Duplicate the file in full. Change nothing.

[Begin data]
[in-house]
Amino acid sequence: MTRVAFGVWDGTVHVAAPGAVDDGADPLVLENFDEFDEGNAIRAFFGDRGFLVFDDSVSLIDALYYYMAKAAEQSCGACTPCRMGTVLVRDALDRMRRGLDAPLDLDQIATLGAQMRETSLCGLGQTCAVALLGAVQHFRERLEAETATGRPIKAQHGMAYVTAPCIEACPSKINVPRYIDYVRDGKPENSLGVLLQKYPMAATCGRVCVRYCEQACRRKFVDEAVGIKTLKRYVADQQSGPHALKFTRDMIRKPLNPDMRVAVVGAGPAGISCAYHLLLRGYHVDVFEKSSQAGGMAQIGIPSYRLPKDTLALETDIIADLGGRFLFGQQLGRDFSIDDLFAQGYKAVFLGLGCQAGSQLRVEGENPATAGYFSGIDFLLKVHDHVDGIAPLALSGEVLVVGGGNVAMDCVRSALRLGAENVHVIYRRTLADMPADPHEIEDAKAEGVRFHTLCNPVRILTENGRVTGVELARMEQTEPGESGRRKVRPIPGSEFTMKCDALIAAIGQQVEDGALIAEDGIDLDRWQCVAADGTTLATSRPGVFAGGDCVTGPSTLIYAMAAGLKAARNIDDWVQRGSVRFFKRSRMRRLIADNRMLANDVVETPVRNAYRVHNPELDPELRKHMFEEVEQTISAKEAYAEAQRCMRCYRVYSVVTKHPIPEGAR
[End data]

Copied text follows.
[in-house]
Amino acid sequence: MTRVAFGVWDGTVHVAAPGAVDDGADPLVLENFDEFDEGNAIRAFFGDRGFLVFDDSVSLIDALYYYMAKAAEQSCGACTPCRMGTVLVRDALDRMRRGLDAPLDLDQIATLGAQMRETSLCGLGQTCAVALLGAVQHFRERLEAETATGRPIKAQHGMAYVTAPCIEACPSKINVPRYIDYVRDGKPENSLGVLLQKYPMAATCGRVCVRYCEQACRRKFVDEAVGIKTLKRYVADQQSGPHALKFTRDMIRKPLNPDMRVAVVGAGPAGISCAYHLLLRGYHVDVFEKSSQAGGMAQIGIPSYRLPKDTLALETDIIADLGGRFLFGQQLGRDFSIDDLFAQGYKAVFLGLGCQAGSQLRVEGENPATAGYFSGIDFLLKVHDHVDGIAPLALSGEVLVVGGGNVAMDCVRSALRLGAENVHVIYRRTLADMPADPHEIEDAKAEGVRFHTLCNPVRILTENGRVTGVELARMEQTEPGESGRRKVRPIPGSEFTMKCDALIAAIGQQVEDGALIAEDGIDLDRWQCVAADGTTLATSRPGVFAGGDCVTGPSTLIYAMAAGLKAARNIDDWVQRGSVRFFKRSRMRRLIADNRMLANDVVETPVRNAYRVHNPELDPELRKHMFEEVEQTISAKEAYAEAQRCMRCYRVYSVVTKHPIPEGAR